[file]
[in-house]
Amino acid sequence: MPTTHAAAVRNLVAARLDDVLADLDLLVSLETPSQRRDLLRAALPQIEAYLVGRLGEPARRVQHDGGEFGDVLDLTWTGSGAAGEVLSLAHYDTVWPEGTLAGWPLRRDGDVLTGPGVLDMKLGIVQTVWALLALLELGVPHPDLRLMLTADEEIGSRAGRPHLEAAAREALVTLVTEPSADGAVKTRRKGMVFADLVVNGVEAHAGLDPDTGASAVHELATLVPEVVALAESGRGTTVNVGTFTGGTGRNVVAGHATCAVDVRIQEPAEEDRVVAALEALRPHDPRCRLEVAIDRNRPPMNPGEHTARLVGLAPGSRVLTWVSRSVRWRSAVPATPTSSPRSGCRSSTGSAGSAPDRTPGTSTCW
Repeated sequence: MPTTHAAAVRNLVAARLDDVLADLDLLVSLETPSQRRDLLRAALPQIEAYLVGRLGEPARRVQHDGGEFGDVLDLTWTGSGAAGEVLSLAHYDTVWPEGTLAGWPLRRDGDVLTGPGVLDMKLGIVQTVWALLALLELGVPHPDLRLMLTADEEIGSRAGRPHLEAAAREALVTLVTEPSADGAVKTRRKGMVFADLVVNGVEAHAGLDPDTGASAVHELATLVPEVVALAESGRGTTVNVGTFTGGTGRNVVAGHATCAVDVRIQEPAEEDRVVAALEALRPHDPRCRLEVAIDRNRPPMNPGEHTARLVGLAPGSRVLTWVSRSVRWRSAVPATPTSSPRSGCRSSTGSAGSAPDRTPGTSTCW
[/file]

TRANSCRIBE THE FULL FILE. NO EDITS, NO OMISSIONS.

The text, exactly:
[in-house]
Amino acid sequence: MPTTHAAAVRNLVAARLDDVLADLDLLVSLETPSQRRDLLRAALPQIEAYLVGRLGEPARRVQHDGGEFGDVLDLTWTGSGAAGEVLSLAHYDTVWPEGTLAGWPLRRDGDVLTGPGVLDMKLGIVQTVWALLALLELGVPHPDLRLMLTADEEIGSRAGRPHLEAAAREALVTLVTEPSADGAVKTRRKGMVFADLVVNGVEAHAGLDPDTGASAVHELATLVPEVVALAESGRGTTVNVGTFTGGTGRNVVAGHATCAVDVRIQEPAEEDRVVAALEALRPHDPRCRLEVAIDRNRPPMNPGEHTARLVGLAPGSRVLTWVSRSVRWRSAVPATPTSSPRSGCRSSTGSAGSAPDRTPGTSTCW
Repeated sequence: MPTTHAAAVRNLVAARLDDVLADLDLLVSLETPSQRRDLLRAALPQIEAYLVGRLGEPARRVQHDGGEFGDVLDLTWTGSGAAGEVLSLAHYDTVWPEGTLAGWPLRRDGDVLTGPGVLDMKLGIVQTVWALLALLELGVPHPDLRLMLTADEEIGSRAGRPHLEAAAREALVTLVTEPSADGAVKTRRKGMVFADLVVNGVEAHAGLDPDTGASAVHELATLVPEVVALAESGRGTTVNVGTFTGGTGRNVVAGHATCAVDVRIQEPAEEDRVVAALEALRPHDPRCRLEVAIDRNRPPMNPGEHTARLVGLAPGSRVLTWVSRSVRWRSAVPATPTSSPRSGCRSSTGSAGSAPDRTPGTSTCW